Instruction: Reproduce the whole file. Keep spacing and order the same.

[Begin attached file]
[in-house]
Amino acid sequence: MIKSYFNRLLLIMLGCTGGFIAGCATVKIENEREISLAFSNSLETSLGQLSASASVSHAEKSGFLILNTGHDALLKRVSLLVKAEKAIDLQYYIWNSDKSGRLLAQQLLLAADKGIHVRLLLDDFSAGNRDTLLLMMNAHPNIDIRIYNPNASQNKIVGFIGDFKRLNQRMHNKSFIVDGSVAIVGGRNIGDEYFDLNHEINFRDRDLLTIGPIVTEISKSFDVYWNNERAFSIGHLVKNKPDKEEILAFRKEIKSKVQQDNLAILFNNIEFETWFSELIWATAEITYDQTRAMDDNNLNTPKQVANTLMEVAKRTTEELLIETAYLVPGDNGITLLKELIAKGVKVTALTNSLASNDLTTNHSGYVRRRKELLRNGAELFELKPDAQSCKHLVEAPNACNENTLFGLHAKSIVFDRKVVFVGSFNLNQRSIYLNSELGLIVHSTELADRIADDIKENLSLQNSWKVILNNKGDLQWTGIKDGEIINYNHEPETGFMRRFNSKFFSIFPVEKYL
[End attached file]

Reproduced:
[in-house]
Amino acid sequence: MIKSYFNRLLLIMLGCTGGFIAGCATVKIENEREISLAFSNSLETSLGQLSASASVSHAEKSGFLILNTGHDALLKRVSLLVKAEKAIDLQYYIWNSDKSGRLLAQQLLLAADKGIHVRLLLDDFSAGNRDTLLLMMNAHPNIDIRIYNPNASQNKIVGFIGDFKRLNQRMHNKSFIVDGSVAIVGGRNIGDEYFDLNHEINFRDRDLLTIGPIVTEISKSFDVYWNNERAFSIGHLVKNKPDKEEILAFRKEIKSKVQQDNLAILFNNIEFETWFSELIWATAEITYDQTRAMDDNNLNTPKQVANTLMEVAKRTTEELLIETAYLVPGDNGITLLKELIAKGVKVTALTNSLASNDLTTNHSGYVRRRKELLRNGAELFELKPDAQSCKHLVEAPNACNENTLFGLHAKSIVFDRKVVFVGSFNLNQRSIYLNSELGLIVHSTELADRIADDIKENLSLQNSWKVILNNKGDLQWTGIKDGEIINYNHEPETGFMRRFNSKFFSIFPVEKYL